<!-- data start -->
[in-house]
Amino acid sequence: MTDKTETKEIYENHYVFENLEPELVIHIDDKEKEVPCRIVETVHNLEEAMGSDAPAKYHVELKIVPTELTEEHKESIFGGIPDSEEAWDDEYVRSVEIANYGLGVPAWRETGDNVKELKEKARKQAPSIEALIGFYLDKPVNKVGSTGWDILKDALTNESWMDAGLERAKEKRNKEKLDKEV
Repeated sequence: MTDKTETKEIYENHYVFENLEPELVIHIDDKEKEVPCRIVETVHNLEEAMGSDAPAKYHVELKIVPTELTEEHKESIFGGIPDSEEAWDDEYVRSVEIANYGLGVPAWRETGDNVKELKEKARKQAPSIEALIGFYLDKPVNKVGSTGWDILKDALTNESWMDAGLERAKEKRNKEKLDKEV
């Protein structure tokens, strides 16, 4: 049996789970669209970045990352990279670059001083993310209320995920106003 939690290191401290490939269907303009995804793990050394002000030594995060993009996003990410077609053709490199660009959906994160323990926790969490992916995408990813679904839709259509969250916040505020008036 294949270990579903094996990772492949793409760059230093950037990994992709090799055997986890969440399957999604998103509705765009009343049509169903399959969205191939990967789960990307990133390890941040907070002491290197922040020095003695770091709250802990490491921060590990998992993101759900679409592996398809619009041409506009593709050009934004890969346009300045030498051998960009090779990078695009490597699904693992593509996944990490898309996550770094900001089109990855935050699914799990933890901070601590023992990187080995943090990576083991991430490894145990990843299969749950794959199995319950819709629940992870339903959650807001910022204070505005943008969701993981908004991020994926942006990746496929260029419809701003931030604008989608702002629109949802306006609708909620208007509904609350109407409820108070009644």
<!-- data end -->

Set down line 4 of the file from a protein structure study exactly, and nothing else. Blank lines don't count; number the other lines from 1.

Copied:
């Protein structure tokens, strides 16, 4: 049996789970669209970045990352990279670059001083993310209320995920106003 939690290191401290490939269907303009995804793990050394002000030594995060993009996003990410077609053709490199660009959906994160323990926790969490992916995408990813679904839709259509969250916040505020008036 294949270990579903094996990772492949793409760059230093950037990994992709090799055997986890969440399957999604998103509705765009009343049509169903399959969205191939990967789960990307990133390890941040907070002491290197922040020095003695770091709250802990490491921060590990998992993101759900679409592996398809619009041409506009593709050009934004890969346009300045030498051998960009090779990078695009490597699904693992593509996944990490898309996550770094900001089109990855935050699914799990933890901070601590023992990187080995943090990576083991991430490894145990990843299969749950794959199995319950819709629940992870339903959650807001910022204070505005943008969701993981908004991020994926942006990746496929260029419809701003931030604008989608702002629109949802306006609708909620208007509904609350109407409820108070009644």